In a new blog post (opens in new tab), AMD compares the company’s latest AM5 platform against Intel’s LGA1700 platform in terms of costs, longevity, and value. However, the Red Team didn’t miss the chance to take a jab at its competition, stating that Intel platforms are limited to one or two generations of processors.
The motherboard is one of the most expensive components inside a system. So it makes sense that consumers want to get the most out of their investment. With AM4, AMD has proven a single socket is more than sufficient to provide generation-over-generation performance uplifts. The chipmaker introduced AM4 in 2016, and the platform has housed several generations of Ryzen processors since its inception. As a result, AMD provided an example of how a consumer who brought a Ryzen 3 1300 in 2017 can upgrade to a Ryzen 7 5800X3D, one of the best CPUs, in 2022 without hiccups.
“The competition, on the other hand, makes no commitments to future upgrade support on their latest LGA 1700 platform. Intel has consistently limited platforms to one or two processors, so users who buy a 12th or 13th Gen Intel Core platform will likely have to spend a lot more money on a whole new motherboard if they want to upgrade to a 14th Gen processor or beyond,” wrote AMD in the blog post.
However, one thing is future support, and another is performance. Unfortunately, the future is uncertain, and AMD can't guarantee it’ll be in the lead or more price-competitive in the future. The counterweight is that forward compatibility may not be as crucial if the next generation of Ryzen processors is slower than the competition. Nonetheless, it’s a feature that Ryzen owners will appreciate since they can upgrade to a newer chip that offers better performance over the existing one. One thing to note is that AM4 lacked connectivity compared to Alder Lake, and its power delivery for AM4 created limits, so it couldn't push chips faster. So, that's a limitation, and it is possible that there could be future limitations with the AM5 platform as well.
From a longevity standpoint, AMD is undoubtedly more committed to offering future processor support on its platforms. If we turn back the hands of time, the LGA775 was one of Intel’s most long-lived platforms, which lasted seven years. So, it’s been a while since we’ve seen an Intel platform support more than two generations of processors. Likewise, the LGA1151 platform was the last to provide housing to Skylake, Kaby Lake, Coffee Lake, and Coffee Lake Refresh chips. However, consumers still needed to change motherboards despite Intel sticking with the LGA1151 socket. In addition, there were unofficial workarounds to get previous processors to work on newer motherboards. Obviously, Intel disapproved of these bootleg firmwares.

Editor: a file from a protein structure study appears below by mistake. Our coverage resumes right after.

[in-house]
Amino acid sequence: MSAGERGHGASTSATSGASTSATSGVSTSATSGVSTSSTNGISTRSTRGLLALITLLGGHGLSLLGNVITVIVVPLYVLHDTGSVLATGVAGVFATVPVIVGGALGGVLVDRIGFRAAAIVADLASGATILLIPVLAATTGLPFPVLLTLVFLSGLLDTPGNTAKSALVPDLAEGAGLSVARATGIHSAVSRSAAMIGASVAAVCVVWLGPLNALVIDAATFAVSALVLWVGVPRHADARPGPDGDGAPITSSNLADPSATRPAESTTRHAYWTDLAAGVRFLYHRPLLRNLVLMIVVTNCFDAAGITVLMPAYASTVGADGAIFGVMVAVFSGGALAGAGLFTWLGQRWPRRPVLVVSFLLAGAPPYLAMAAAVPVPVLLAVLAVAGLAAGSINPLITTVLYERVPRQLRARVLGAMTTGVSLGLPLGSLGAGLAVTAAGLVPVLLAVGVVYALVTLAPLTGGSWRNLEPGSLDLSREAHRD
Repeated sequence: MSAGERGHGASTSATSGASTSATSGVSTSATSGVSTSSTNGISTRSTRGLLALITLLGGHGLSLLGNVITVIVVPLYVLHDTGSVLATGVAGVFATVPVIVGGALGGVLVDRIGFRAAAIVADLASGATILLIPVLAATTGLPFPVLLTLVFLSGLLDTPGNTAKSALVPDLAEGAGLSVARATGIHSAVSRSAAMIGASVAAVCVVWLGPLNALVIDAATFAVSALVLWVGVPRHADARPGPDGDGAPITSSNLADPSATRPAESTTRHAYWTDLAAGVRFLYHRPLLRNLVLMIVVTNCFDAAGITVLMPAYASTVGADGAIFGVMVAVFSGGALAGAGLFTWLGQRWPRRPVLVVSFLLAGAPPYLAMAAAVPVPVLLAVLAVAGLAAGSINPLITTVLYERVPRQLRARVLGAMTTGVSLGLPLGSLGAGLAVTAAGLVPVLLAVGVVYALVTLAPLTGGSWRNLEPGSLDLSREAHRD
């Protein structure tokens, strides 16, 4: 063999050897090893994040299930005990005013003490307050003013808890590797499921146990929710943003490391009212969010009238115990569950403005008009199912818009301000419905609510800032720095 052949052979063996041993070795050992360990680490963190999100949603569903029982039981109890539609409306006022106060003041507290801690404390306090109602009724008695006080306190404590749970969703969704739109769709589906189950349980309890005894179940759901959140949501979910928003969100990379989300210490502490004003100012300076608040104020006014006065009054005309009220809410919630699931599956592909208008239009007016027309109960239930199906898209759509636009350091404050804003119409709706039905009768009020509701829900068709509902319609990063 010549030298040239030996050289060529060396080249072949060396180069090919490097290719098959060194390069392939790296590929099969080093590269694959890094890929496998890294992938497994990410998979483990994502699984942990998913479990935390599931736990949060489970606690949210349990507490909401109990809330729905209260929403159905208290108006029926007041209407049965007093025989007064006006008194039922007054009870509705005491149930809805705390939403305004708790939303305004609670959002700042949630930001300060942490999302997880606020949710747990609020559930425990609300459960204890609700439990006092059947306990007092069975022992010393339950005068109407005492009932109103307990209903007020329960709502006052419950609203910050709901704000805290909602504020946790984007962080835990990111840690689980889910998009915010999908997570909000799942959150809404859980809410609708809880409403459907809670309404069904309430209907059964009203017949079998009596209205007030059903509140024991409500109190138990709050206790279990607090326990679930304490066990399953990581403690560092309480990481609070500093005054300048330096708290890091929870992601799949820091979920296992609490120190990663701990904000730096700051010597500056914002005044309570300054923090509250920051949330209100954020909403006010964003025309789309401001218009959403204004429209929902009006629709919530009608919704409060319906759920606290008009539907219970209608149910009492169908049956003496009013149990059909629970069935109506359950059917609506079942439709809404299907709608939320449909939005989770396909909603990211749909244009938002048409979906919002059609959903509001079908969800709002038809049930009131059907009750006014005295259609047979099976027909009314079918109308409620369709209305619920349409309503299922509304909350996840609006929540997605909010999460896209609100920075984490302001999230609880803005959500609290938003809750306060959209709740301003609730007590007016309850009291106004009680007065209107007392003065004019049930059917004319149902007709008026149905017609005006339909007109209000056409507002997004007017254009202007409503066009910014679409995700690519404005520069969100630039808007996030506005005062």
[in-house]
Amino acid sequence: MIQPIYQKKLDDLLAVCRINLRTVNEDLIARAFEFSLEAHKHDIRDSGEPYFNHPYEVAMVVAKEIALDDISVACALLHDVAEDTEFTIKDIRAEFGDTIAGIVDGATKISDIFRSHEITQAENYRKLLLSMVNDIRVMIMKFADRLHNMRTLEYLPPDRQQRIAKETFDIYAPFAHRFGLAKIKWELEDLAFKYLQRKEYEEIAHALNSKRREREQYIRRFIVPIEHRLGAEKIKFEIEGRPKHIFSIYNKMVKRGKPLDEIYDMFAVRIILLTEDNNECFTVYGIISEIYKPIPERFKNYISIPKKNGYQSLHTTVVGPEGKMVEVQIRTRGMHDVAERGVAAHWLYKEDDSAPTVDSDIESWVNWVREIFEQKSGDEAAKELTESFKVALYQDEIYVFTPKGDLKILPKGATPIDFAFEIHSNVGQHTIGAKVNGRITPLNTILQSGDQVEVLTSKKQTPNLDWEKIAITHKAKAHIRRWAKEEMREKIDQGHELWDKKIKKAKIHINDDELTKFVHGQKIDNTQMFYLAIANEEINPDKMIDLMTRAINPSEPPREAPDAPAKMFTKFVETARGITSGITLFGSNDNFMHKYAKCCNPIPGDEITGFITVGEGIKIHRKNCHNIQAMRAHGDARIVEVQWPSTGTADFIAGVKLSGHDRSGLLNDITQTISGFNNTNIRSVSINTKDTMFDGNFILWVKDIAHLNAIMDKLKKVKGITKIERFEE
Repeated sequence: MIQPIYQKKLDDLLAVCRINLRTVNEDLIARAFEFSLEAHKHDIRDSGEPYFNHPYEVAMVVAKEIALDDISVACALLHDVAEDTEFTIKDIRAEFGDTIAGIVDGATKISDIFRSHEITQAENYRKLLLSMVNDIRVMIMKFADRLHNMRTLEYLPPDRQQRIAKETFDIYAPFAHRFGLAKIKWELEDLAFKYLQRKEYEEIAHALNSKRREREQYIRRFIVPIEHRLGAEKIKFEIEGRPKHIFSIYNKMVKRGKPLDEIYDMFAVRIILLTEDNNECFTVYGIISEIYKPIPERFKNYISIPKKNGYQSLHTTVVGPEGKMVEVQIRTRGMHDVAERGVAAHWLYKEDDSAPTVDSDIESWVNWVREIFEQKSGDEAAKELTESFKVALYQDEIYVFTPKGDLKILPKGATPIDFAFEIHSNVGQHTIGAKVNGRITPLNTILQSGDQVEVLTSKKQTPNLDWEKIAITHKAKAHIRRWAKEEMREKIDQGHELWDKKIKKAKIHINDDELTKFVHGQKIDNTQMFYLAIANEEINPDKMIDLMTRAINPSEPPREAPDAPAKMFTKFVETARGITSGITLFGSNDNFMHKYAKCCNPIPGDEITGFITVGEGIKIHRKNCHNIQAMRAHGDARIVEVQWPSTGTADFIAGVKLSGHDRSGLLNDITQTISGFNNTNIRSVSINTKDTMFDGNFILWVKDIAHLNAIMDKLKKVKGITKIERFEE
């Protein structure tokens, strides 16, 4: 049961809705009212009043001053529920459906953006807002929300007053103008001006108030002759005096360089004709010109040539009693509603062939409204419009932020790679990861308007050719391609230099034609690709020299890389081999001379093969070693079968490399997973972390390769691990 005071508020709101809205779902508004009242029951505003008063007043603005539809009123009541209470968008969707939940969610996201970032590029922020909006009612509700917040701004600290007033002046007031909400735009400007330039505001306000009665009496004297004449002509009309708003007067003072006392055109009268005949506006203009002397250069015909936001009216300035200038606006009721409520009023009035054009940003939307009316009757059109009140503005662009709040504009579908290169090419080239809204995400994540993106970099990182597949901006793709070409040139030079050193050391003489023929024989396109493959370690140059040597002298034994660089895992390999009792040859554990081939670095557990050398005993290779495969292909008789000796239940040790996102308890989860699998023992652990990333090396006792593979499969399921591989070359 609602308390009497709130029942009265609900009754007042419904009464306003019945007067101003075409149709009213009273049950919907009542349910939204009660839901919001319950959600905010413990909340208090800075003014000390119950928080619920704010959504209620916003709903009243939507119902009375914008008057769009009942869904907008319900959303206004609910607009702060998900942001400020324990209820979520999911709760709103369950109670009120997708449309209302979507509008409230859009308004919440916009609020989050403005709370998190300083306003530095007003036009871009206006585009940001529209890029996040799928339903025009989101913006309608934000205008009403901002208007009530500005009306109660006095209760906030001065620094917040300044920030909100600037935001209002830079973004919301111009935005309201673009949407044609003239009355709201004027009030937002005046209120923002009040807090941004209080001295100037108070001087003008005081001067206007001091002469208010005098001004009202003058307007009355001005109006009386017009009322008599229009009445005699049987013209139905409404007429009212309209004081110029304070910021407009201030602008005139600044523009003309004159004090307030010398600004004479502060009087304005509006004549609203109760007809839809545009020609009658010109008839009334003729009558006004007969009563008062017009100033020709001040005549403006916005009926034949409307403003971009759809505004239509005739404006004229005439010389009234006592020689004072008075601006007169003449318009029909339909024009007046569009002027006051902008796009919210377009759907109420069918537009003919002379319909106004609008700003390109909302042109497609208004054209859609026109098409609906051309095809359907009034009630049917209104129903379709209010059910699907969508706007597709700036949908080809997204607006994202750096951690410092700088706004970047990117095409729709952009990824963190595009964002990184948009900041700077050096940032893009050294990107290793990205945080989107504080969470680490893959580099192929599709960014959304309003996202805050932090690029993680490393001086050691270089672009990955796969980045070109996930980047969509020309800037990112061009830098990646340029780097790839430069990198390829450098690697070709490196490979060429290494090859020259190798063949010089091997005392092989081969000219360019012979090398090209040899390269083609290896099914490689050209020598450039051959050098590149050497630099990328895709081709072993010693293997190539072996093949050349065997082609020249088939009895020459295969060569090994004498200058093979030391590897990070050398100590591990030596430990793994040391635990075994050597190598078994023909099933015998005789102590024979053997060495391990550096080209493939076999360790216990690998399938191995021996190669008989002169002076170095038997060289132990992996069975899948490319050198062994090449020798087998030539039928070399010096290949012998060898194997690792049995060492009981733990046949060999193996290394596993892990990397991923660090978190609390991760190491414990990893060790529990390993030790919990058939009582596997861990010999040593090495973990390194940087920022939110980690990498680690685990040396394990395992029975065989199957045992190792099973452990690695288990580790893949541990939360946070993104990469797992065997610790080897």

Thus far, the LGA1700 platform supports Alder Lake and Raptor Lake processors. It’s unlikely it’ll support Intel’s upcoming 7nm Meteor Lake chips, which will arrive in 2023. There are already leaked images of the LGA1800 socket, which reportedly share the exact dimensions of the LGA1700 socket. Meanwhile, AMD has confirmed that AM5 will have a long life span comparable to AM4, so AMD 600-series motherboard owners can rest easy knowing they don’t have to shell out more money for AMD’s next-generation Ryzen parts.
“We’ve been extremely pleased with how AM4 has evolved. When we started in 2017 we said we would keep that socket for a long time, and we have. We continue to believe that it’s been good for the community. It’s been good for us as well, as we bring things along. It was time to do a socket transition for the new I/O and the new technology, but I think strategy-wise, it should be similar. I don’t have an exact number of years, but I would say that you should expect AM5 to be a long-lived platform as AM4 has been, and as AM4 will be. We’re expecting AM4 to stay in the marketplace for some years and have an overlapping type of thing,” stated AMD CEO Dr. Lisa Su in a virtual press event at CES 2022.
AMD’s other argument is that the company’s “reasonably priced” B650E chipset offers more benefits than Intel’s premium Z790 chipset. If we look at the raw bandwidth, AMD B650E motherboards promise total bandwidth for PCIe 5.0 graphics cards and storage devices installed on the same motherboard. In comparison, the Intel Z790 motherboard loses 50% of the graphics card bandwidth when a PCIe 5.0 SSD is installed on the same motherboard. The primary expansion slot drops from an x16 connection to an x8 link. While AMD makes this limitation a bigger deal than it is, modern high-performance graphics cards, such as the GeForce RTX 4090, are more than happy on a PCIe 5.0 x8 interface.
AMD B650E motherboards start at $240. In contrast, the cheapest Intel Z790 motherboard retails for $180. However, for the more budget-conscious buyers, B650 motherboards typically go as low as $150.